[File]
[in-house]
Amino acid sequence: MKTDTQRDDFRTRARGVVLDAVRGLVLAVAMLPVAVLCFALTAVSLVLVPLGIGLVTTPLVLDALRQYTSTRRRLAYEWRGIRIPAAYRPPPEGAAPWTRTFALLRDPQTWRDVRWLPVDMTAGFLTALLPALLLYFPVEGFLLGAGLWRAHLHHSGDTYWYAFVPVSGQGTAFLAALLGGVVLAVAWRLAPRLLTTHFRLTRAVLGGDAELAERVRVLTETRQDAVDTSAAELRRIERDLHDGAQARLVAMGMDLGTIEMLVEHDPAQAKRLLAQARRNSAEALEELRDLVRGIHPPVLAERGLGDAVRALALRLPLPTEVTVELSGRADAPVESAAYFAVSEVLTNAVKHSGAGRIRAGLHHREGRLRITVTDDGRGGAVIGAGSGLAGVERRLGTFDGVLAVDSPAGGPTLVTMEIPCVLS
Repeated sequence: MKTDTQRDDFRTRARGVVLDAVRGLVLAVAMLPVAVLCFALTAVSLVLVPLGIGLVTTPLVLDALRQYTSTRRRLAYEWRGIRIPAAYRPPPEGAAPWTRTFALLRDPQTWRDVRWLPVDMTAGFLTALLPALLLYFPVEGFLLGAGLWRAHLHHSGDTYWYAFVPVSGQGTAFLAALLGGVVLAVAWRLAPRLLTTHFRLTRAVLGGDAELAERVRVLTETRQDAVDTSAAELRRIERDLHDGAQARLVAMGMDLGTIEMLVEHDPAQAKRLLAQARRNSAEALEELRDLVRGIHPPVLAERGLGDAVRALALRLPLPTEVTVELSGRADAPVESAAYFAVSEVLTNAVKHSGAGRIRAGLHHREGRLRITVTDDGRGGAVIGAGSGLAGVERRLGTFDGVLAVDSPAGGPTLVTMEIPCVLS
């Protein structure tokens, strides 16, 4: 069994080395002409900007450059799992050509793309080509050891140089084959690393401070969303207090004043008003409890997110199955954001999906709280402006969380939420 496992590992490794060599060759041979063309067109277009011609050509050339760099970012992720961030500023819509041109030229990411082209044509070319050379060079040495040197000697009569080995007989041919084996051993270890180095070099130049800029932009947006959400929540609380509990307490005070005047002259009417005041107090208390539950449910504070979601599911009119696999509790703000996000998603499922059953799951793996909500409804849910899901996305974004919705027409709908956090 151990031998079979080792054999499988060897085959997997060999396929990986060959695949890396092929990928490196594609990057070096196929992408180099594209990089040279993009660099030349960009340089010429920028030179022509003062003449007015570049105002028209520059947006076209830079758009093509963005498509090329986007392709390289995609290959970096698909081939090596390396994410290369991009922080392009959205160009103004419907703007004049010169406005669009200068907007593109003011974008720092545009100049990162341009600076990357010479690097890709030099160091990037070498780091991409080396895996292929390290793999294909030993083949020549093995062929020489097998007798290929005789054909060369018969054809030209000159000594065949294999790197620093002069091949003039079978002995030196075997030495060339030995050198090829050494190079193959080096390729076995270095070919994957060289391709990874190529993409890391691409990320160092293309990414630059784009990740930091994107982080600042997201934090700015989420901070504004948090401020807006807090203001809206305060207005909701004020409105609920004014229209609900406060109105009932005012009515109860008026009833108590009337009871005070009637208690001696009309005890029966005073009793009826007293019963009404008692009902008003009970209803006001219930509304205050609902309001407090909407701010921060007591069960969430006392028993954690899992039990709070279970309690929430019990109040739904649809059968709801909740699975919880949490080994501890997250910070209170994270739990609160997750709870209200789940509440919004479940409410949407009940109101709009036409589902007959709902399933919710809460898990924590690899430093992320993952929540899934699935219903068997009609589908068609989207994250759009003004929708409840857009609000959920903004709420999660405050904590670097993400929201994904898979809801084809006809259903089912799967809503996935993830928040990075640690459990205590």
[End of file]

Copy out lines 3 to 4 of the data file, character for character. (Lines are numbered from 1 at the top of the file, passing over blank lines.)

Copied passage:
Repeated sequence: MKTDTQRDDFRTRARGVVLDAVRGLVLAVAMLPVAVLCFALTAVSLVLVPLGIGLVTTPLVLDALRQYTSTRRRLAYEWRGIRIPAAYRPPPEGAAPWTRTFALLRDPQTWRDVRWLPVDMTAGFLTALLPALLLYFPVEGFLLGAGLWRAHLHHSGDTYWYAFVPVSGQGTAFLAALLGGVVLAVAWRLAPRLLTTHFRLTRAVLGGDAELAERVRVLTETRQDAVDTSAAELRRIERDLHDGAQARLVAMGMDLGTIEMLVEHDPAQAKRLLAQARRNSAEALEELRDLVRGIHPPVLAERGLGDAVRALALRLPLPTEVTVELSGRADAPVESAAYFAVSEVLTNAVKHSGAGRIRAGLHHREGRLRITVTDDGRGGAVIGAGSGLAGVERRLGTFDGVLAVDSPAGGPTLVTMEIPCVLS
């Protein structure tokens, strides 16, 4: 069994080395002409900007450059799992050509793309080509050891140089084959690393401070969303207090004043008003409890997110199955954001999906709280402006969380939420 496992590992490794060599060759041979063309067109277009011609050509050339760099970012992720961030500023819509041109030229990411082209044509070319050379060079040495040197000697009569080995007989041919084996051993270890180095070099130049800029932009947006959400929540609380509990307490005070005047002259009417005041107090208390539950449910504070979601599911009119696999509790703000996000998603499922059953799951793996909500409804849910899901996305974004919705027409709908956090 151990031998079979080792054999499988060897085959997997060999396929990986060959695949890396092929990928490196594609990057070096196929992408180099594209990089040279993009660099030349960009340089010429920028030179022509003062003449007015570049105002028209520059947006076209830079758009093509963005498509090329986007392709390289995609290959970096698909081939090596390396994410290369991009922080392009959205160009103004419907703007004049010169406005669009200068907007593109003011974008720092545009100049990162341009600076990357010479690097890709030099160091990037070498780091991409080396895996292929390290793999294909030993083949020549093995062929020489097998007798290929005789054909060369018969054809030209000159000594065949294999790197620093002069091949003039079978002995030196075997030495060339030995050198090829050494190079193959080096390729076995270095070919994957060289391709990874190529993409890391691409990320160092293309990414630059784009990740930091994107982080600042997201934090700015989420901070504004948090401020807006807090203001809206305060207005909701004020409105609920004014229209609900406060109105009932005012009515109860008026009833108590009337009871005070009637208690001696009309005890029966005073009793009826007293019963009404008692009902008003009970209803006001219930509304205050609902309001407090909407701010921060007591069960969430006392028993954690899992039990709070279970309690929430019990109040739904649809059968709801909740699975919880949490080994501890997250910070209170994270739990609160997750709870209200789940509440919004479940409410949407009940109101709009036409589902007959709902399933919710809460898990924590690899430093992320993952929540899934699935219903068997009609589908068609989207994250759009003004929708409840857009609000959920903004709420999660405050904590670097993400929201994904898979809801084809006809259903089912799967809503996935993830928040990075640690459990205590």